Where: Neasden, Northwest outer London
History: Largst Hindu temple outside of India, using stone cut, carved and numbered in India and shipped to London to construct piece by piece
Go there for: Impressive architecture and a marvel of assembly in an otherwise dour quarter of the city
Where It’s At
Neasden is an unassuming area – a sprawling mass of rundown suburban semis, cut through by the North Circular ring road whose greatest attraction used to be an IKEA superstore, the Swedish king of the flat pack. Look beyond this and you will find London Road, a long strip laden with cafes and restaurants serving up amazing cuisine from across the Indian subcontinent, fabric and dress shops, grocery and homewares outlets – in need of a tongue scraper – you will find a good selection here. Certainly not the sort of area you’d come to as a tourist – until recently that is.
What’s the History?
In 1995 the stunning Shri Swaminarayan Mandir opened, bringing a healthy dose of the ornate to a grey corner of west London. This Hindu temple is the largest ever constructed outside India and the first of its kind in Europe. It takes its name from the eighteenth century guru Lord Swaminarayan, an Indian spiritual leader who walked the length of India barefoot preaching consideration for the millions of poor and encouraging social conscience. It’s a building that attracts superlatives; it was constructed amazingly fast, taking just three years from conception to consecration, it was made from 5000 tonnes of Italian and Bulgarian marble using over 300 trees and cost about £5 million. And all this was done using traditional methods. The quarried stone was sent over to India first where it was cut and carved by over 1000 volunteer craftsmen. Then each numbered piece of stone was packed up and shipped over to the UK where it was assembled piece by piece like the furniture you buy from the superstore up the road!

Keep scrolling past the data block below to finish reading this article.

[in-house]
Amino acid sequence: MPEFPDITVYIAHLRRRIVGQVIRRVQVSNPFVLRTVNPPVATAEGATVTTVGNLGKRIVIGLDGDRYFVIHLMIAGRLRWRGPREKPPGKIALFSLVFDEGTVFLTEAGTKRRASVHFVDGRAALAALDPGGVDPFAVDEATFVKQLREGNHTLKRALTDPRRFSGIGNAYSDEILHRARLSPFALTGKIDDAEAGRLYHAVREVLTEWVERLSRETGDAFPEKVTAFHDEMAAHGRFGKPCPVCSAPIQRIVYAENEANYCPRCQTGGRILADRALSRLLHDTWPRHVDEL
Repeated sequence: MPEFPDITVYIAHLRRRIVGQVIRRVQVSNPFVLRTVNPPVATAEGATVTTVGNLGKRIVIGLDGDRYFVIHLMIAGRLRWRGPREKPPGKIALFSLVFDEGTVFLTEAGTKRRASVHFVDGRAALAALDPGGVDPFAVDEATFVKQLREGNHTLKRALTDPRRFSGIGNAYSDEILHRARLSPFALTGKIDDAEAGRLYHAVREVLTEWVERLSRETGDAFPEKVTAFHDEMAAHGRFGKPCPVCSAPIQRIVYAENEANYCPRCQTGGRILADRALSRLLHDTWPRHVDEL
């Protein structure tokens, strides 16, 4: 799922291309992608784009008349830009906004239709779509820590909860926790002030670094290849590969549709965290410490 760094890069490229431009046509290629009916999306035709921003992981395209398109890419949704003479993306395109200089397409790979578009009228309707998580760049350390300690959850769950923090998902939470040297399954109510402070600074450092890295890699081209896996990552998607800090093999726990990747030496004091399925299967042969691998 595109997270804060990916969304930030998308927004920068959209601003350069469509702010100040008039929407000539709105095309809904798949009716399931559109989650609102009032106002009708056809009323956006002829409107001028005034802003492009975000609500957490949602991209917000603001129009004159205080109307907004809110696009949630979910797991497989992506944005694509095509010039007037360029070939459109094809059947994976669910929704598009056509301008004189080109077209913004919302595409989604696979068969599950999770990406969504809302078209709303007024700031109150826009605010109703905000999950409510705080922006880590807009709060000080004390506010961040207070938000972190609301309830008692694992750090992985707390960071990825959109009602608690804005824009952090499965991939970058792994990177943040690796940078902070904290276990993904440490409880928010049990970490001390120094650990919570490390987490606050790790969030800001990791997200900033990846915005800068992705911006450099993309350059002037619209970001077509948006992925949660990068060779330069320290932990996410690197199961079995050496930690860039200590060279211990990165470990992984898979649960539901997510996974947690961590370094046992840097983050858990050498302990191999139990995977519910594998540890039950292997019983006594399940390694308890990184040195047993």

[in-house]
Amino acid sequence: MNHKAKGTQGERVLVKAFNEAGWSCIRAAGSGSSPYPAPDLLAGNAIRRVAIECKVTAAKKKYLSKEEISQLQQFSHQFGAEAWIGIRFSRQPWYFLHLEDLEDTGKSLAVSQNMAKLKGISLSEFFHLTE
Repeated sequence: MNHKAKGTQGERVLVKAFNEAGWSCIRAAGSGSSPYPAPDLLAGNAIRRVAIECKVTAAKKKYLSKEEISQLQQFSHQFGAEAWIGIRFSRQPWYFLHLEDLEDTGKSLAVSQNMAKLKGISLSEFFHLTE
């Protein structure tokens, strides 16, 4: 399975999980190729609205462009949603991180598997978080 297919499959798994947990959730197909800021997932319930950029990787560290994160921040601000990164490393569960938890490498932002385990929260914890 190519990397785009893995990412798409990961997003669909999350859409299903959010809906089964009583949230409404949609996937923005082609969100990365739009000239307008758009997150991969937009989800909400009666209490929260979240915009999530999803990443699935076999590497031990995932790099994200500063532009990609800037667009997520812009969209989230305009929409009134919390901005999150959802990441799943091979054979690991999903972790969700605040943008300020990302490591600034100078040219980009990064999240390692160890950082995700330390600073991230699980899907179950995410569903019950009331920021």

Visiting the Temple
Approaching the temple is quite culturally dislocating – this massive marble edifice is reached by 30 marble steps with the mandir (temple) to the left and the haveli (living space), entrance carved out of Burmese teak – this is where you enter. Here you’ll find the prayer hall with a capacity of 5,000 people. Men sit on the right and women on the left because the images of the monks and gurus should not cast their gaze over the female form. There’s also a small museum about Hinduism. The temple itself is pretty small and while the pillars are rather garish and simplistic with their representations of gods like Ganesh, the dapa (dome) is a stunning work of art and the marble looks more like lace.
The best time to visit the temple is between 9am and noon and 4 to 6pm when the murtis (representations of the gods) are on view. During the rest of the day you’ll spot a man pushing a food trolley around the temple – this is laden with food for the gods. He’ll drop in on each one in turn and then lock the door to the alcove so each can eat in peace.
Sri Swaminarayan Mandir, London
Official website of temple with photos, activities and exhibition information
By Kate Griffiths